Last week, I was reading my William Peace University quarterly bulletin, and I noticed a small article about one of my fellow alumni, Courtney Frye, who donated bone marrow to a young girl suffering greatly from a life-threatening illness. I read this article with great interest, since I have been on the reverse side having benefited from a kidney transplant. She remarked at how great she felt knowing that she helped bring a normal life to this young lady. It was quite inspiring, and I am normally not inspired by the William Peace University quarterly magazine.
This young lady graduated around 2005. I remember seeing her name a number of times, but I don’t think I ever met her. Yet in just a few paragraphs about her donation, I felt a connection to her. I felt a desire to find a public forum and read it so everyone could hear. In fact, if I knew the right people, I would have President Obama read it during the State of the Union.
I know from personal experience what organ, tissue and blood donation can do for people. I am grateful everyday for my gift given on Oct. 23. While I have expressed repeatedly my gratitude to Felesia for her angelic generosity, I can’t forget that I have benefited from blood donations. On more than one occasion, I have received blood from some unknown person who just decided to give. I haven’t really talked about this donation, but it was also part of the very process that has helps keep me alive today.
I have also been one of those people who has donated blood before. I did it back when I was a senior in high school. I don’t know why I wanted to do it. I guess some of my peers were doing it, and I thought I probably should too. I think I also wanted to get out of class too. I remember it only took about 20 or 30 minutes, and I had a snack before I left the American Red Cross bus. A few months later, I got a note from the American Red Cross saying that my blood had helped save a life, and I also found out my blood was A positive.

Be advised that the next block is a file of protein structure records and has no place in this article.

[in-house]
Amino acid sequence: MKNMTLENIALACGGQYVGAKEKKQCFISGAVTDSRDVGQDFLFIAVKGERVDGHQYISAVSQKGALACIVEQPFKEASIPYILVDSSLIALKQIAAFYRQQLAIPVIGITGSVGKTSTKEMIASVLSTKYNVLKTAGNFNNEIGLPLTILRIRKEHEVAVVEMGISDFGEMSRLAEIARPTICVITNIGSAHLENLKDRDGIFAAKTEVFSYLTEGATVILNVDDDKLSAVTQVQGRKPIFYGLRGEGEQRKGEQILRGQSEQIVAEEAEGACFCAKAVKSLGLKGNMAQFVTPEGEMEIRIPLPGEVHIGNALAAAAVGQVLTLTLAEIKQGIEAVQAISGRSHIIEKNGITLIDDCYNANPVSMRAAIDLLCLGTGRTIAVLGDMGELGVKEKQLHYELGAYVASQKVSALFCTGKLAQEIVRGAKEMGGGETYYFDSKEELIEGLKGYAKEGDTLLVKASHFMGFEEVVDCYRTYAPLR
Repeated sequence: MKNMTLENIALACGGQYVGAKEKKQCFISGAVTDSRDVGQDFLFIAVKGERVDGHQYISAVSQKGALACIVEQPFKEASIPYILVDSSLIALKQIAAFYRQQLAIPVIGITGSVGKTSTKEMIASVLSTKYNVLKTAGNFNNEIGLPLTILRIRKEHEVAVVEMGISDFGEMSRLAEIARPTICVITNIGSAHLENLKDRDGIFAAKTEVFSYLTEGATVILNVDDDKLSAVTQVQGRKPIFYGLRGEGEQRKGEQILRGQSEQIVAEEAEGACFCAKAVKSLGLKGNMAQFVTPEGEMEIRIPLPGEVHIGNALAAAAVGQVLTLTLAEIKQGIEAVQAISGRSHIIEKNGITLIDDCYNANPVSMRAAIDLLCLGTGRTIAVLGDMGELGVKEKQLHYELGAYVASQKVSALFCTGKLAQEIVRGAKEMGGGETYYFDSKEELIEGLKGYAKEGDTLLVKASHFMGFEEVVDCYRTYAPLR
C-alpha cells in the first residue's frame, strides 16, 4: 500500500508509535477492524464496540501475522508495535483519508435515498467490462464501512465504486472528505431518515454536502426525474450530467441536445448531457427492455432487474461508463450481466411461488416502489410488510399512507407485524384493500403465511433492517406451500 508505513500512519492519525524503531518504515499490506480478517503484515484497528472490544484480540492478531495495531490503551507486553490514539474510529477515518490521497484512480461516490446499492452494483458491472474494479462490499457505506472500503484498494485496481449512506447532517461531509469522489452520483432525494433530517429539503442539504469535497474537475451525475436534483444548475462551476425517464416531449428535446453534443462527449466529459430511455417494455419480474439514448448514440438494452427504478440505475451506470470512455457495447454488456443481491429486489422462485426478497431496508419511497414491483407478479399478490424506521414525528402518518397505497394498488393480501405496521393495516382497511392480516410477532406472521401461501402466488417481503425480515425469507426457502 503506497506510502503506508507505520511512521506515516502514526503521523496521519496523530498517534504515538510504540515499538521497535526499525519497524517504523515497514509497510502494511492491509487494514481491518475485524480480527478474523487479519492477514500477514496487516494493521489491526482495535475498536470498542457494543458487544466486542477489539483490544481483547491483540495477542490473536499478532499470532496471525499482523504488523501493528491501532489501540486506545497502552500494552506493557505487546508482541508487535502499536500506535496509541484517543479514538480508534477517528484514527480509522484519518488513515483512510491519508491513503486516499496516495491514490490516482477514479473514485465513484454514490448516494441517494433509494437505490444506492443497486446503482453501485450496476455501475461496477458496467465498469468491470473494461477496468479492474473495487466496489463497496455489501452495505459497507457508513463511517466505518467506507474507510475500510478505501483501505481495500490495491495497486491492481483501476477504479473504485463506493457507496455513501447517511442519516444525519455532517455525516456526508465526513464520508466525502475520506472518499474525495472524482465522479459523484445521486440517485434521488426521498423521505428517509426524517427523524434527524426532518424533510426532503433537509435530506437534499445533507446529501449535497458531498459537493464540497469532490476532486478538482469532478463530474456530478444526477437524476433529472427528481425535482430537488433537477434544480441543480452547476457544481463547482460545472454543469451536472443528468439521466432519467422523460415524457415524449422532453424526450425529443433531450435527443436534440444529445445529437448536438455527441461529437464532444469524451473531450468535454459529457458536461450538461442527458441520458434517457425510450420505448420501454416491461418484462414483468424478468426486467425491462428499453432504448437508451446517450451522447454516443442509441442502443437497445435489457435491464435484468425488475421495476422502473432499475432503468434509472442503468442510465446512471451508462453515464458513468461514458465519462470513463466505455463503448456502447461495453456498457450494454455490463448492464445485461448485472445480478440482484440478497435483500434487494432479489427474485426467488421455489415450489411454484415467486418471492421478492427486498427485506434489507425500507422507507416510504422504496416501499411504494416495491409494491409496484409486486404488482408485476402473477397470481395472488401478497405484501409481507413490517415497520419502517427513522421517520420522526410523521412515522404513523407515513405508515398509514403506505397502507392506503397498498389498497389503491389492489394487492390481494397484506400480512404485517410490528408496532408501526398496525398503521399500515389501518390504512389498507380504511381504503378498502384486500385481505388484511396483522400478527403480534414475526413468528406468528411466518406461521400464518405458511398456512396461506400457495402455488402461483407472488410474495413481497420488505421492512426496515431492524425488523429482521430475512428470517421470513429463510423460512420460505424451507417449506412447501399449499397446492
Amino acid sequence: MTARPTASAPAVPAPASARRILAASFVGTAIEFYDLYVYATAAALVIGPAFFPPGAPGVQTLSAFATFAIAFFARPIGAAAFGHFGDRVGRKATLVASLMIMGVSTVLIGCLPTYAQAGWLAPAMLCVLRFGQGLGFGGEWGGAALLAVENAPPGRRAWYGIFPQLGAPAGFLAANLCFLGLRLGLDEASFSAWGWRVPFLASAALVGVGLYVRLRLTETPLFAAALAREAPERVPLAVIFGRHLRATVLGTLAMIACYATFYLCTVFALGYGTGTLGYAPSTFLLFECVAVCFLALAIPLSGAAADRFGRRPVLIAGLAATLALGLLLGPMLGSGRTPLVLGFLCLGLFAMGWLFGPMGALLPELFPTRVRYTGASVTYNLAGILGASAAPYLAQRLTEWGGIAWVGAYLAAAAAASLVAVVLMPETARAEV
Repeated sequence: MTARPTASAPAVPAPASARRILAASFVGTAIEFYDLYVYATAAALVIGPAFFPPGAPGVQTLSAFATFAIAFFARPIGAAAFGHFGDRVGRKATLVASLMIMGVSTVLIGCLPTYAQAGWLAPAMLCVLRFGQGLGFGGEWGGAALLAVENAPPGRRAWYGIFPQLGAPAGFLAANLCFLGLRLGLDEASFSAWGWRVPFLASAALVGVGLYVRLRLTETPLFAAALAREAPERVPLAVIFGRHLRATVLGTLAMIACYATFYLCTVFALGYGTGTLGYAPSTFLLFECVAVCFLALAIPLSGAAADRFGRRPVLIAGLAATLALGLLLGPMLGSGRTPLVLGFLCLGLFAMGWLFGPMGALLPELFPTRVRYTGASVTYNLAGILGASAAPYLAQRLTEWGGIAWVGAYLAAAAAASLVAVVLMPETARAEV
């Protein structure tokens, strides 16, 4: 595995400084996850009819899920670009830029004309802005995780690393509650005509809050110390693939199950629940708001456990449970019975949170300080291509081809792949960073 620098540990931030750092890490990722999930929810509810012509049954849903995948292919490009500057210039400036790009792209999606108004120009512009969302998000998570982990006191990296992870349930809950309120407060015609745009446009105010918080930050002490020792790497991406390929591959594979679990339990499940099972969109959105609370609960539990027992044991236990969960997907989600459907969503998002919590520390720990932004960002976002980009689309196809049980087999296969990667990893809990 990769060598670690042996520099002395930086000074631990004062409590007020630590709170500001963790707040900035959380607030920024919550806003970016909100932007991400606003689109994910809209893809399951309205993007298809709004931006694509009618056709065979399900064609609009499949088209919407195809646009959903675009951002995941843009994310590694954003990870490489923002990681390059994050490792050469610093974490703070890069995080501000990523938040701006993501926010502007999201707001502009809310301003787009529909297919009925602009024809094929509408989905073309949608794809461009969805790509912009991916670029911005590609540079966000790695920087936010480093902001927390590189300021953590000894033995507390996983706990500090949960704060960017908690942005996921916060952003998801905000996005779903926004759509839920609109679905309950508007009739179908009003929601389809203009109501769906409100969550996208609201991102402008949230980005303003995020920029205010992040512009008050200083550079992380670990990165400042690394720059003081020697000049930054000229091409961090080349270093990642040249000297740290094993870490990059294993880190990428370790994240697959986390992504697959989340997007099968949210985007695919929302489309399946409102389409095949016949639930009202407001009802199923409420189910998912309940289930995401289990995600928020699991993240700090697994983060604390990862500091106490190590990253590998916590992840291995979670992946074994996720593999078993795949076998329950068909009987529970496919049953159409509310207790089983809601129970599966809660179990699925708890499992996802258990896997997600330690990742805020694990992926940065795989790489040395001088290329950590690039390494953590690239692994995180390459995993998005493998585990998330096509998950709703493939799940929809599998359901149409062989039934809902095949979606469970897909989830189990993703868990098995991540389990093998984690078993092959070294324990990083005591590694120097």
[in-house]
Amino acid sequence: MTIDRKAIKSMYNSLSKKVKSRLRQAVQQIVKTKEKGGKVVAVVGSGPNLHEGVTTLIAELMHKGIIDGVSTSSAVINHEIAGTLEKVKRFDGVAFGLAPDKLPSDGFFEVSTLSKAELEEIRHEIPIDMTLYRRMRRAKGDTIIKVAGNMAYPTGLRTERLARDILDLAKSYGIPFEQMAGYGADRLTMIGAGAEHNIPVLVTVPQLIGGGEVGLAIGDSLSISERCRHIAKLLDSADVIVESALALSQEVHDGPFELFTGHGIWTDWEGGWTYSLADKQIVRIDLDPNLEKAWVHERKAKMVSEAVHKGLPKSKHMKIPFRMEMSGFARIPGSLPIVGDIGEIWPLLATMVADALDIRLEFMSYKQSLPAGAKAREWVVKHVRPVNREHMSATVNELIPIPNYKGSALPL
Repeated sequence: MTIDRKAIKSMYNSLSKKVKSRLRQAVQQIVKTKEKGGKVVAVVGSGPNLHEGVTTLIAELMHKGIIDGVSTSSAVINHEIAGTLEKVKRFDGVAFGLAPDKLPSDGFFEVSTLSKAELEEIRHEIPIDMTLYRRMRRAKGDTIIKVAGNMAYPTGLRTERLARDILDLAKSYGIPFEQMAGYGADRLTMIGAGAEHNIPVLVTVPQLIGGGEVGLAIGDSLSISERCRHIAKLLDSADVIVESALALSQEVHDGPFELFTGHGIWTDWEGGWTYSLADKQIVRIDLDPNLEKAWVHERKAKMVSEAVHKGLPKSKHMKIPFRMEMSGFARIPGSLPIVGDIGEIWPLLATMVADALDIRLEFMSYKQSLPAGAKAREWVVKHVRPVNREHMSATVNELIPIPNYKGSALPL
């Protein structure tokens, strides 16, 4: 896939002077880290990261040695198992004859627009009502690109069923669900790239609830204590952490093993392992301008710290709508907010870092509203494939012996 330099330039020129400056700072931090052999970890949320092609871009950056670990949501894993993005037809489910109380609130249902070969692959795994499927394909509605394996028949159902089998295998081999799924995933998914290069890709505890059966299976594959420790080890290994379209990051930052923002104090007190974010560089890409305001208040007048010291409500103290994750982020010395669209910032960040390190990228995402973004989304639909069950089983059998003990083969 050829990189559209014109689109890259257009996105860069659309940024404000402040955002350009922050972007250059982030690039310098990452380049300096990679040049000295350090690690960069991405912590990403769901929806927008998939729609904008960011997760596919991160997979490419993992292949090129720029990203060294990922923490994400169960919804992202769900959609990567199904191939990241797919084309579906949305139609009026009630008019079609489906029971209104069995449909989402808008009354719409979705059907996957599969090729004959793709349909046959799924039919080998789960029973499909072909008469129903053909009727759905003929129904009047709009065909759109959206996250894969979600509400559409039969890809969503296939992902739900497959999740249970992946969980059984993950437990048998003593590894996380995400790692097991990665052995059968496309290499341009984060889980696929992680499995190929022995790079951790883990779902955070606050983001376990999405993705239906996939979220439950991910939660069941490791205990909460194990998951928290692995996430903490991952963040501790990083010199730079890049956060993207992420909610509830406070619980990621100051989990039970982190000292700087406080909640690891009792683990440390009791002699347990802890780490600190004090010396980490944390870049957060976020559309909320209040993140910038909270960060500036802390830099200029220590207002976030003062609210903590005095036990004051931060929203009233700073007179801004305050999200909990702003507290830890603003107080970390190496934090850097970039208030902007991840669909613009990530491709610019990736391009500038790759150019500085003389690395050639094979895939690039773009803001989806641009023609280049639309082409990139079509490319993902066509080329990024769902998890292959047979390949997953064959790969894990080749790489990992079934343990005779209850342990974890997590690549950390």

Now, I haven’t the slightest clue whether my blood was actually used. With all of my health problems now, I continue to wonder. Yet, at that moment, I felt really good knowing that I had helped someone on their journey.
Since today is National Donor Day and Valentine’s Day, I really wish more people would find out for themselves how good it feels to help save a life through organ, tissue and blood donation. It may require some effort on your part, but it means the world to the people who survive and thrive in it as a result. Please do your part by becoming a living donor, a blood donor or putting that beautiful red heart on your driver’s license.
Katie Holland can be reached by email at email@example.com.